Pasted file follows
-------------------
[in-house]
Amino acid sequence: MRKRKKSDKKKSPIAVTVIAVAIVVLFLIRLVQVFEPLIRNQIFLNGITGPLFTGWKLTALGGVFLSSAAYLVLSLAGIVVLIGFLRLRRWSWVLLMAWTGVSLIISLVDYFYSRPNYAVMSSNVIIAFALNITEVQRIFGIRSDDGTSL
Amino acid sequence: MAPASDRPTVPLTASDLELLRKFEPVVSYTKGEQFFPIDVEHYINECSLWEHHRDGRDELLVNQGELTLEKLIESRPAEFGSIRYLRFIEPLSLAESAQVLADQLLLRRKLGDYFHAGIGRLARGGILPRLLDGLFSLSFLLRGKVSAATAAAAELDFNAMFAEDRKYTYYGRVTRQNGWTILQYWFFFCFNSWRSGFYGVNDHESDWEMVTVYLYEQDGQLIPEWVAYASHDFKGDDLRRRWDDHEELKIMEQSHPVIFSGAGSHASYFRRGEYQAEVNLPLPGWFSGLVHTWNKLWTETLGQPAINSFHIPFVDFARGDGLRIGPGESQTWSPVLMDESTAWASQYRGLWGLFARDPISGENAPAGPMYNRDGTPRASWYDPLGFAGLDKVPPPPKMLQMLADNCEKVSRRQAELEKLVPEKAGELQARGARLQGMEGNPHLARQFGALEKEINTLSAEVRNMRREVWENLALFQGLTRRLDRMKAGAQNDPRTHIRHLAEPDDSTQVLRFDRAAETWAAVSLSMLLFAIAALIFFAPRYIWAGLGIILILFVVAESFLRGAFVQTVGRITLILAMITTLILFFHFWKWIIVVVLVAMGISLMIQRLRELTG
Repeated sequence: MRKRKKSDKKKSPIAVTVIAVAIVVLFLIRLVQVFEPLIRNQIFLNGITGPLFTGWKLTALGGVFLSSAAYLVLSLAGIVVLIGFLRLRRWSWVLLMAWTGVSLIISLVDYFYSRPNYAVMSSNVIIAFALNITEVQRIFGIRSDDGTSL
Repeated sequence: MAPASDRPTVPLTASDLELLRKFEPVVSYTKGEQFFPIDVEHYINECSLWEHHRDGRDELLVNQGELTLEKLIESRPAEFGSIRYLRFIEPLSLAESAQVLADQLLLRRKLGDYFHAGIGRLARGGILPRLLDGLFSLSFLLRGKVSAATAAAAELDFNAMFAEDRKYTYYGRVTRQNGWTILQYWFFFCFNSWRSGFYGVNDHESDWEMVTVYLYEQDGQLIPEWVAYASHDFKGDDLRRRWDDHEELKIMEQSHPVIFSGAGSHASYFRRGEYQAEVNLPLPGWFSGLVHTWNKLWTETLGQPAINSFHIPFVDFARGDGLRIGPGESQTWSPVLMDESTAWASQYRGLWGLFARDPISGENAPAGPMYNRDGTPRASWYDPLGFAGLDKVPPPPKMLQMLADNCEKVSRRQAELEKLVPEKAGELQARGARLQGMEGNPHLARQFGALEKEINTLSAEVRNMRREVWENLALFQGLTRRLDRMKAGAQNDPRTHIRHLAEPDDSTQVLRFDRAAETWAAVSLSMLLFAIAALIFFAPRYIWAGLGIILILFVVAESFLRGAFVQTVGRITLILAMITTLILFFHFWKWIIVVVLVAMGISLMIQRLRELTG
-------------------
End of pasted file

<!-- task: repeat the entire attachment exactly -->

[in-house]
Amino acid sequence: MRKRKKSDKKKSPIAVTVIAVAIVVLFLIRLVQVFEPLIRNQIFLNGITGPLFTGWKLTALGGVFLSSAAYLVLSLAGIVVLIGFLRLRRWSWVLLMAWTGVSLIISLVDYFYSRPNYAVMSSNVIIAFALNITEVQRIFGIRSDDGTSL
Amino acid sequence: MAPASDRPTVPLTASDLELLRKFEPVVSYTKGEQFFPIDVEHYINECSLWEHHRDGRDELLVNQGELTLEKLIESRPAEFGSIRYLRFIEPLSLAESAQVLADQLLLRRKLGDYFHAGIGRLARGGILPRLLDGLFSLSFLLRGKVSAATAAAAELDFNAMFAEDRKYTYYGRVTRQNGWTILQYWFFFCFNSWRSGFYGVNDHESDWEMVTVYLYEQDGQLIPEWVAYASHDFKGDDLRRRWDDHEELKIMEQSHPVIFSGAGSHASYFRRGEYQAEVNLPLPGWFSGLVHTWNKLWTETLGQPAINSFHIPFVDFARGDGLRIGPGESQTWSPVLMDESTAWASQYRGLWGLFARDPISGENAPAGPMYNRDGTPRASWYDPLGFAGLDKVPPPPKMLQMLADNCEKVSRRQAELEKLVPEKAGELQARGARLQGMEGNPHLARQFGALEKEINTLSAEVRNMRREVWENLALFQGLTRRLDRMKAGAQNDPRTHIRHLAEPDDSTQVLRFDRAAETWAAVSLSMLLFAIAALIFFAPRYIWAGLGIILILFVVAESFLRGAFVQTVGRITLILAMITTLILFFHFWKWIIVVVLVAMGISLMIQRLRELTG
Repeated sequence: MRKRKKSDKKKSPIAVTVIAVAIVVLFLIRLVQVFEPLIRNQIFLNGITGPLFTGWKLTALGGVFLSSAAYLVLSLAGIVVLIGFLRLRRWSWVLLMAWTGVSLIISLVDYFYSRPNYAVMSSNVIIAFALNITEVQRIFGIRSDDGTSL
Repeated sequence: MAPASDRPTVPLTASDLELLRKFEPVVSYTKGEQFFPIDVEHYINECSLWEHHRDGRDELLVNQGELTLEKLIESRPAEFGSIRYLRFIEPLSLAESAQVLADQLLLRRKLGDYFHAGIGRLARGGILPRLLDGLFSLSFLLRGKVSAATAAAAELDFNAMFAEDRKYTYYGRVTRQNGWTILQYWFFFCFNSWRSGFYGVNDHESDWEMVTVYLYEQDGQLIPEWVAYASHDFKGDDLRRRWDDHEELKIMEQSHPVIFSGAGSHASYFRRGEYQAEVNLPLPGWFSGLVHTWNKLWTETLGQPAINSFHIPFVDFARGDGLRIGPGESQTWSPVLMDESTAWASQYRGLWGLFARDPISGENAPAGPMYNRDGTPRASWYDPLGFAGLDKVPPPPKMLQMLADNCEKVSRRQAELEKLVPEKAGELQARGARLQGMEGNPHLARQFGALEKEINTLSAEVRNMRREVWENLALFQGLTRRLDRMKAGAQNDPRTHIRHLAEPDDSTQVLRFDRAAETWAAVSLSMLLFAIAALIFFAPRYIWAGLGIILILFVVAESFLRGAFVQTVGRITLILAMITTLILFFHFWKWIIVVVLVAMGISLMIQRLRELTG